In Jon Chu’s adaption of the book by Kevin Kwan, Rachel and Nick have been dating awhile. Nick invites her to go with him to Singapore for his best friend’s wedding. What Rachel is unprepared for is the discovery that Nick comes from one of the richest families in Singapore.
As she tries to integrate with the family, many see her as nothing but a gold digger. Nick’s mother, Eleanor (Michelle Yeoh) is a proper woman who believes Nick should not be involved with an American. And so begins a comedy about being in love and facing obstacles.
Crazy Rich Asians is, oddly enough, one of those rare situations where a pretty standard romantic comedy is also an important moment for entertainment. It has been almost 25 years since Hollywood has produced a movie with an almost entirely Asian cast.
So does it work? Yeah. As far as romantic comedies go, no new grounded is broken. The is a wacky friend, a sassy gay friend, an untrusting mother of the boyfriend. The film has an over the top bachelor and bachelorette party. Some of this is amped up by Rachel finding herself surrounded by opulence. Even her college friend Peik (Awkwafina) is from a fairly rich family.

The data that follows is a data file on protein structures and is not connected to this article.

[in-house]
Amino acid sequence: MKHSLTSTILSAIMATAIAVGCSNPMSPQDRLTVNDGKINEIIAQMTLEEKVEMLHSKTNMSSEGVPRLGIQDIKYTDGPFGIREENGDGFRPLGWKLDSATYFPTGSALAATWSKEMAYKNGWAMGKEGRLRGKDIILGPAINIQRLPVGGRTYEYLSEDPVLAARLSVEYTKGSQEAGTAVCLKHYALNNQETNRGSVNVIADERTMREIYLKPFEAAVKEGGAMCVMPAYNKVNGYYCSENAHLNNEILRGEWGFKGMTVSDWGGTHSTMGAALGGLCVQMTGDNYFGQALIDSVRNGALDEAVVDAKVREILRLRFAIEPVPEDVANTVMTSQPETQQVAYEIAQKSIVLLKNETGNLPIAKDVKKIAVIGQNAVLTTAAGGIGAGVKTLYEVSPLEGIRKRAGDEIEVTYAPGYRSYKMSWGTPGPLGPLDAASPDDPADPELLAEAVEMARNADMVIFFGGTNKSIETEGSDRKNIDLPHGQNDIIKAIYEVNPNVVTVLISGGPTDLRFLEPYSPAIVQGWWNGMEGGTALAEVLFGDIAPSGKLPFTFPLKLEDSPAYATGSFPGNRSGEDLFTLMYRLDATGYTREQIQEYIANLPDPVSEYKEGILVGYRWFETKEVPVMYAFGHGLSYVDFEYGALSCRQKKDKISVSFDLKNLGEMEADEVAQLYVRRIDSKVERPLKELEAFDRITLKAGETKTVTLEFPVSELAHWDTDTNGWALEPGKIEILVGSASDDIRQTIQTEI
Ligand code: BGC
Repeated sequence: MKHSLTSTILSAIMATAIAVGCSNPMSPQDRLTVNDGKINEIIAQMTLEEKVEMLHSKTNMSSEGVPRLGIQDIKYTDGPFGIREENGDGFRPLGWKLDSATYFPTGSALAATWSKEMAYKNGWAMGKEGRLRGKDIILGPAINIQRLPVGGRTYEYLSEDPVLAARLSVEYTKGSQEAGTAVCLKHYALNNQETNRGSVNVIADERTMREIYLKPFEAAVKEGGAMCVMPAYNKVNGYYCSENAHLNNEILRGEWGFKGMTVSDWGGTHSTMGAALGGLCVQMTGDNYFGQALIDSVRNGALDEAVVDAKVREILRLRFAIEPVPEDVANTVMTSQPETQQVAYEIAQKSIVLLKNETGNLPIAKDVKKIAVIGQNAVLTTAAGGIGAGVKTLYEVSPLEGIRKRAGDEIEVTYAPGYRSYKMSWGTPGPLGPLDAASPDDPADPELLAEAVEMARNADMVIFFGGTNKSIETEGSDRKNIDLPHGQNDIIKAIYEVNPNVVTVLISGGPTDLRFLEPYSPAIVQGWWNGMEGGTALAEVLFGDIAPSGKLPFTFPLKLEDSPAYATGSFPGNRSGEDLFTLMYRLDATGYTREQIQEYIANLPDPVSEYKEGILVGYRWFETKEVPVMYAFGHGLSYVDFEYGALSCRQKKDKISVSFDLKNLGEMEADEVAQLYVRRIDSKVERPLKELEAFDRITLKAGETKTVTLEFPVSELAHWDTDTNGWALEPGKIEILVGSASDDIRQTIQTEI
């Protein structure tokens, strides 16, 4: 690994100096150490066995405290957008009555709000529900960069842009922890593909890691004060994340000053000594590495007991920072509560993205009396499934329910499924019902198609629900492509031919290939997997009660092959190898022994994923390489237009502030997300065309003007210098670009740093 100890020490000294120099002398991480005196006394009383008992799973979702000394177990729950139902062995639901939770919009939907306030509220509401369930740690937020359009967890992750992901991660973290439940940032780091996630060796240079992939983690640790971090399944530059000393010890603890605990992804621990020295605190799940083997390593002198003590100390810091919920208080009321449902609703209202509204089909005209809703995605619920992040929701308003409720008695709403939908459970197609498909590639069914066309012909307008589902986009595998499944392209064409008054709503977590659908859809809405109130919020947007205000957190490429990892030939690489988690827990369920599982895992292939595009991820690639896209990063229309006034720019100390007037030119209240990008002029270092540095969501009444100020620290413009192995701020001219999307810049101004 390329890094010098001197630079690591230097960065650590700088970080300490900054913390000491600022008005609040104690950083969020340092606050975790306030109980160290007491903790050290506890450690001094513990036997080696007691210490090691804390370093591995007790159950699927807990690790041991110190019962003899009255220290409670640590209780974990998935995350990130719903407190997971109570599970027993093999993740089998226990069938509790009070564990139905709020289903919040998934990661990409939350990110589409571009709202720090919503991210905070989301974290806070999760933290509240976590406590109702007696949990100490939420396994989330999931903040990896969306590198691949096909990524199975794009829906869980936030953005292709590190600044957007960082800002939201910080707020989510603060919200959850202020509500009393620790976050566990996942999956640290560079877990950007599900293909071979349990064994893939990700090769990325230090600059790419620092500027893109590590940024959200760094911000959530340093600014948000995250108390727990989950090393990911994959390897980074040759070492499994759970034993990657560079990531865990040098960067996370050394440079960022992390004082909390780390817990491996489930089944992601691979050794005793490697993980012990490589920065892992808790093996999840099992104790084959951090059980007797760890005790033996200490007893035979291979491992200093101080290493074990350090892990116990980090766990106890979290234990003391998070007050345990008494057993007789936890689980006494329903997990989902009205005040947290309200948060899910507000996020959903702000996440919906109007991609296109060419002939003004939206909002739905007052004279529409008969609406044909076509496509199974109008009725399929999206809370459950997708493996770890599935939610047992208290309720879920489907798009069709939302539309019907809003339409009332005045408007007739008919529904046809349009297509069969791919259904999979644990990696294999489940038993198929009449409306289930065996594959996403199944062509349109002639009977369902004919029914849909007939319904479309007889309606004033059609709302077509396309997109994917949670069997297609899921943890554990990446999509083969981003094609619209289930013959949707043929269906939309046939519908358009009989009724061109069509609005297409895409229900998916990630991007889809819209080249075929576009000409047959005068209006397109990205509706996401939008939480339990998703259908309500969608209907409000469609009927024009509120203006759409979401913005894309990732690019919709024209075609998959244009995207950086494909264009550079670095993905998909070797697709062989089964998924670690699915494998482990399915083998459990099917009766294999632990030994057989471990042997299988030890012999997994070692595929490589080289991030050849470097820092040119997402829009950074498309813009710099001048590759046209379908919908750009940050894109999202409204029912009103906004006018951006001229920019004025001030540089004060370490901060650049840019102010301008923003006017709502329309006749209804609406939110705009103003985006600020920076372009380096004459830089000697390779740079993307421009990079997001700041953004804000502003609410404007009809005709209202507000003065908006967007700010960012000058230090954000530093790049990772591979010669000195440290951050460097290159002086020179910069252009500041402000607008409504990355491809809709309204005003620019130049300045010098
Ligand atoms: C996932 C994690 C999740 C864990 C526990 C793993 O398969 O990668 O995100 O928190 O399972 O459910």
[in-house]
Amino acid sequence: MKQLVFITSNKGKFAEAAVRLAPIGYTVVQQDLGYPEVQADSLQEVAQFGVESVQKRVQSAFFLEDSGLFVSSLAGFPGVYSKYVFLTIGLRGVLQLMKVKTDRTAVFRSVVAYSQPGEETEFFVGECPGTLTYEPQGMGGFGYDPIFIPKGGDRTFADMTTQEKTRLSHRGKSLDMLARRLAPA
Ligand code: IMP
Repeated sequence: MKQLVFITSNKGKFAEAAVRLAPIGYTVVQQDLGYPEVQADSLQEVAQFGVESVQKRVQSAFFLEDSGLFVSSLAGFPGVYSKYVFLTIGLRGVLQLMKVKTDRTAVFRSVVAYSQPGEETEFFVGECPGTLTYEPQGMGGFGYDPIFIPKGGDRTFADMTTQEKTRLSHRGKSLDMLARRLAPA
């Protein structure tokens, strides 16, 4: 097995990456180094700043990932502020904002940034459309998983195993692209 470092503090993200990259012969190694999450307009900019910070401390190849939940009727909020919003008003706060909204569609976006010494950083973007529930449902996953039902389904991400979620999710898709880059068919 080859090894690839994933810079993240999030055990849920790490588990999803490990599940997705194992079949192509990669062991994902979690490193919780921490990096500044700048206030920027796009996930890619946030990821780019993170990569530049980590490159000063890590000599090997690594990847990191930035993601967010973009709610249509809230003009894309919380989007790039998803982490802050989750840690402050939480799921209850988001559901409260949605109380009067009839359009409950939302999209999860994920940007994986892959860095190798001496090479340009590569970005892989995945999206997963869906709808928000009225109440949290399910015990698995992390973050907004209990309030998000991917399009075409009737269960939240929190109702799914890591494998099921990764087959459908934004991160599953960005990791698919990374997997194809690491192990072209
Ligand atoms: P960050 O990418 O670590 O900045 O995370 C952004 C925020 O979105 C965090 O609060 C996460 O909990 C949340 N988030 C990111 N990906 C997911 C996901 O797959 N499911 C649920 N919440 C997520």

But the story is well done. The jokes are funny and the emotion is there. Nick is the decent rich guy (as is his sister Astrid). Rachel is kind but determined. And the film actually finds a thoughtful resolution with its central conflict.
One of my favorite gags occurs right at the start of the film, when there is a fun view of “telephone tag” after someone sees Nick and Rachel in a restaurant. And the film has a really great (and in Hollywood tradition, largely attractive) cast.
Crazy Rich Asians did not rewrite the romcom, but it did do it exceptionally well.